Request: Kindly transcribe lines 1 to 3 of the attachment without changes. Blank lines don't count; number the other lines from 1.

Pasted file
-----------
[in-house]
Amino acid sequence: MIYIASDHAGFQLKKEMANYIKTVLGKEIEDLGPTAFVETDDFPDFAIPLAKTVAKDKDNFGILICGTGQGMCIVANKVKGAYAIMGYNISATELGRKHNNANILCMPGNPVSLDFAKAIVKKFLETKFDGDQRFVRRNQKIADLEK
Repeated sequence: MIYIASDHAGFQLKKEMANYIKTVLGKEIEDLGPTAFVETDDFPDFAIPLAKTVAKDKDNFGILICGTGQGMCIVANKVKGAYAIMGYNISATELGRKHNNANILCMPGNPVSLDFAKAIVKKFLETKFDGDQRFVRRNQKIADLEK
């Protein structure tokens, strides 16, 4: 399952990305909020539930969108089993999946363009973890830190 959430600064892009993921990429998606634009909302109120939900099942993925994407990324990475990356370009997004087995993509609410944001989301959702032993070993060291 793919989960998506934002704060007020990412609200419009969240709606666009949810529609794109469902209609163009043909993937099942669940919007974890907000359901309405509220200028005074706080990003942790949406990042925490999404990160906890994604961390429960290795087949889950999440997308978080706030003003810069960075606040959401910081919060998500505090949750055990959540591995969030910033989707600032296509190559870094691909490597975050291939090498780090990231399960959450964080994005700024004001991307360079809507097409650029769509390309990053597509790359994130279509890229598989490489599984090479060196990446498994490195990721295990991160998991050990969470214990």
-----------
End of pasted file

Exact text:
[in-house]
Amino acid sequence: MIYIASDHAGFQLKKEMANYIKTVLGKEIEDLGPTAFVETDDFPDFAIPLAKTVAKDKDNFGILICGTGQGMCIVANKVKGAYAIMGYNISATELGRKHNNANILCMPGNPVSLDFAKAIVKKFLETKFDGDQRFVRRNQKIADLEK
Repeated sequence: MIYIASDHAGFQLKKEMANYIKTVLGKEIEDLGPTAFVETDDFPDFAIPLAKTVAKDKDNFGILICGTGQGMCIVANKVKGAYAIMGYNISATELGRKHNNANILCMPGNPVSLDFAKAIVKKFLETKFDGDQRFVRRNQKIADLEK